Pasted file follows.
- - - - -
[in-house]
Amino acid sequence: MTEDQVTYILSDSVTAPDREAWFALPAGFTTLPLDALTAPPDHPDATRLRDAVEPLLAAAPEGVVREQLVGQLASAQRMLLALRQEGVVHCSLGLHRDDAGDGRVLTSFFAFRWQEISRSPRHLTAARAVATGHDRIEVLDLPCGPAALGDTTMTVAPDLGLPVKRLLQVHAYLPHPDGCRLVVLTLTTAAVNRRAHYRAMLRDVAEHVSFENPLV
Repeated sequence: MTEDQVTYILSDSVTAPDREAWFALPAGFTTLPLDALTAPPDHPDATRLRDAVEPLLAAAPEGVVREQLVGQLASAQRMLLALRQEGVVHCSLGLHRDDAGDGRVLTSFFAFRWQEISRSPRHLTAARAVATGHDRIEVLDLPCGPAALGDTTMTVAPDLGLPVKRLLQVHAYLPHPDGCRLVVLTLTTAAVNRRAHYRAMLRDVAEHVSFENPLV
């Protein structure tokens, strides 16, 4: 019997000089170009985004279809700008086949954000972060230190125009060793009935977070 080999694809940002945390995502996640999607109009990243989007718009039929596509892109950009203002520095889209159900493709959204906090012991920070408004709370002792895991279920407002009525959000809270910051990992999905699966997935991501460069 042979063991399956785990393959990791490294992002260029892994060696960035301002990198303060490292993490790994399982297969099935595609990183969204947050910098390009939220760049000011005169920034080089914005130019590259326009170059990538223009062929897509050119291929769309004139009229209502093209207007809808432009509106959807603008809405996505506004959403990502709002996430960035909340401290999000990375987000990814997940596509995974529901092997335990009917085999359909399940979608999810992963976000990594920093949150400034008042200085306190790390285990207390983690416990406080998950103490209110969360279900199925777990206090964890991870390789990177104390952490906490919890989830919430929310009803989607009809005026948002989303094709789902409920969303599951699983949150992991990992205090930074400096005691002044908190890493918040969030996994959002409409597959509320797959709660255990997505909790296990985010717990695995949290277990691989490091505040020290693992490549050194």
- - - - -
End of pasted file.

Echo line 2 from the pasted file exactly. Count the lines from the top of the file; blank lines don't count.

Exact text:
Amino acid sequence: MTEDQVTYILSDSVTAPDREAWFALPAGFTTLPLDALTAPPDHPDATRLRDAVEPLLAAAPEGVVREQLVGQLASAQRMLLALRQEGVVHCSLGLHRDDAGDGRVLTSFFAFRWQEISRSPRHLTAARAVATGHDRIEVLDLPCGPAALGDTTMTVAPDLGLPVKRLLQVHAYLPHPDGCRLVVLTLTTAAVNRRAHYRAMLRDVAEHVSFENPLV